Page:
1 At that time Herod the tetrarch heard about the fame of Jesus, 2 and he said to his servants, “This is John the Baptist. He has been raised from the dead; that is why these miraculous powers are at work in him.” 3 For Herod had seized John and bound him and put him in prison for the sake of Herodias, his brother Philip’s wife, 4 because John had been saying to him, “It is not lawful for you to have her.” 5 And though he wanted to put him to death, he feared the people, because they held him to be a prophet. 6 But when Herod’s birthday came, the daughter of Herodias danced before the company and pleased Herod, 7 so that he promised with an oath to give her whatever she might ask. 8 Prompted by her mother, she said, “Give me the head of John the Baptist here on a platter.” 9 And the king was sorry, but because of his oaths and his guests he commanded it to be given. 10 He sent and had John beheaded in the prison, 11 and his head was brought on a platter and given to the girl, and she brought it to her mother. 12 And his disciples came and took the body and buried it, and they went and told Jesus (Matthew 14:1-12 [ESV]).
In my opinion this is one of the saddest passages in all of Scripture. John the Baptist is murdered over a senseless promise because of a ungodly dance in front of Herod’s guests. A pointless death in deed. Matthew Henry writes this about this passage: The story itself of the imprisonment and martyrdom of John. These extraordinary sufferings of him who was the first preacher of the gospel, plainly show that bonds and afflictions will abide the professors of it. As the first Old-Testament saint, so the first New-Testament minister, died a martyr. And if Christ’s forerunner was thus treated, let not his followers expect to be caressed by the world. If the story tells us anything it gives us a heads up. In this world we will have suffering and pain. We will be misunderstood, yet as we do good in this world a prize/reward awaits us in heaven. Doing God’s will does not always brings human temporal reward and some times ends in death.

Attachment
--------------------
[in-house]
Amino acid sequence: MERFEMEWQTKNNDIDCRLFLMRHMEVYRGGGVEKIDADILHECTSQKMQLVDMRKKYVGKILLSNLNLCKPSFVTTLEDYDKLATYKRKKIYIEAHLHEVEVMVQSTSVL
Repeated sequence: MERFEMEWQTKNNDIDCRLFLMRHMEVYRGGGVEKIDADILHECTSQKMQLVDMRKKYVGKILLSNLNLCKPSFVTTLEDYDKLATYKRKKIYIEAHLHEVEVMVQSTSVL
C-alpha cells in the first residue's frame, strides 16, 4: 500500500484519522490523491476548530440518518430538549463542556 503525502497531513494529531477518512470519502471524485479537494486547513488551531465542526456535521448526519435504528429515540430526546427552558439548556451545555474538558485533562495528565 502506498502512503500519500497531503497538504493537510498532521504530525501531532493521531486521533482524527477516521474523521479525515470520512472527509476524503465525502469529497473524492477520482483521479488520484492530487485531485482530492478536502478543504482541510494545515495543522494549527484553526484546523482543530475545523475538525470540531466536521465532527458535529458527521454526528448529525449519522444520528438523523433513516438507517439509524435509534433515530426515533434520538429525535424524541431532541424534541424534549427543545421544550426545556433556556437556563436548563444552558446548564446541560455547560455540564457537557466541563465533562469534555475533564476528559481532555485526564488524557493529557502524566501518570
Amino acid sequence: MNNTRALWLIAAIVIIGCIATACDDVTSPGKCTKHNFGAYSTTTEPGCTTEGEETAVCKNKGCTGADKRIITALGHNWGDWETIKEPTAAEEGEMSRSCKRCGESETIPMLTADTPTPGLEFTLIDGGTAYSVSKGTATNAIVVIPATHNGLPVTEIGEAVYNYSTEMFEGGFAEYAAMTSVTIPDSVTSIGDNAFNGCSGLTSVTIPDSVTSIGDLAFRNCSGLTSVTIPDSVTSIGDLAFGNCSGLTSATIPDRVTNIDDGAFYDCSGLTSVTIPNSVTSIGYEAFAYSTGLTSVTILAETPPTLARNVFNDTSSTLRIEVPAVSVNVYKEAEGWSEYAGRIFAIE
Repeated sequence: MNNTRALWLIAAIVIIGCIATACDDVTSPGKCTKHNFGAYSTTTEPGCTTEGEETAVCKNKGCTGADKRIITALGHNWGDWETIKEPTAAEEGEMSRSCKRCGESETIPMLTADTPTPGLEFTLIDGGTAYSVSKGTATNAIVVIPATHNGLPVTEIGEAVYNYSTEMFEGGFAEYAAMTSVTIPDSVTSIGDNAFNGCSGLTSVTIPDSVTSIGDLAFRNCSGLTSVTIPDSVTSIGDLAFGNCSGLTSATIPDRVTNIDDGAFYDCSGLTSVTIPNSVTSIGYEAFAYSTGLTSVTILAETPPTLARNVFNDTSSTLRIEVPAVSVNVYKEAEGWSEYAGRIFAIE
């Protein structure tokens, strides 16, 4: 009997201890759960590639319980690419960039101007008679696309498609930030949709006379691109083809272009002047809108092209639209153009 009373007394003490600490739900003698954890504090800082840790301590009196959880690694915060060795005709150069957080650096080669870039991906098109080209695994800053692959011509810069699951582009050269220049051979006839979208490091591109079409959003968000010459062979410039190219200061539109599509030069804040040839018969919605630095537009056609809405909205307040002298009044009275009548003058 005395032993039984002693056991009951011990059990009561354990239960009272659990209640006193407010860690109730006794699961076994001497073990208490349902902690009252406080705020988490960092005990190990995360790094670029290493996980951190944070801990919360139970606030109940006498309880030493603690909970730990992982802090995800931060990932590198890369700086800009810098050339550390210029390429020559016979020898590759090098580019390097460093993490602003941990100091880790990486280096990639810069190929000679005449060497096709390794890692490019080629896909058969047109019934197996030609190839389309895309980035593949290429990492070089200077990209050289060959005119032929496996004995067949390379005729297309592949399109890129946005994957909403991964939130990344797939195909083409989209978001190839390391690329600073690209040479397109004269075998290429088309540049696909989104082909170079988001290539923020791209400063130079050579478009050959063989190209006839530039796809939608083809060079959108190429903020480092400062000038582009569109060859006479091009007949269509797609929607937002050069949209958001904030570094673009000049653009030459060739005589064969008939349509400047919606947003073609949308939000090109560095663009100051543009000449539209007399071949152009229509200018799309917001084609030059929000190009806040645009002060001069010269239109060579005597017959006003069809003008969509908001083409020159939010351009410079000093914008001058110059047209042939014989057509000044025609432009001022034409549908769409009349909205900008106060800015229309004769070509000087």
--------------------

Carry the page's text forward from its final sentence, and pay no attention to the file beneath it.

And this was not the end of the story. Henry goes on to write about the end of Herodias’ daughter and Herod himself (tradition has it) and it was similar to John’s end. Vengence is mine says the Lord…
Josephus mentions this story of the death of John the Baptist (Antiquit lib. 18, cap. 7), and adds, that a fatal destruction of Herod’s army in his war with Aretas, king of Petrea (whose daughter was Herod’s wife, whom he put away to make room for Herodias), was generally considered by the Jews to be a just judgment upon him, for putting John the Baptist to death. Herod having, at the instigation of Herodias, disobliged the emperor, was deprived of his government, and they were both banished to Lyons in France; which, says Josephus, was his just punishment for hearkening to her solicitations. And, lastly, it is storied of this daughter of Herodias, that going over the ice in winter, the ice broke, and she slipped in up to her neck, which was cut through by the sharpness of the ice. God requiring her head (says Dr. Whitby) for that of the Baptist; which, if true, was a remarkable providence.
So how do we end this? We are called to serve the Lord and some times in difficult and dangerous circumstances. And over the years many have given their lives like John did for the gospel. People like Paul Carlson, Jim Elliot, Nate Saint, Ed McCully, Peter Fleming, Roger Youderian, John & Betty Stam to mention a few. They gave their lives for the gospel. We may be asked to give our lives as we serve our Lord.
Father God I pray that you would give us the courage and resolve to serve you well no matter the outcome. I pray that when the time comes for us to stand for you we would do it in a way the brings glory and honour to you. I pray these things in Jesus Name, Amen.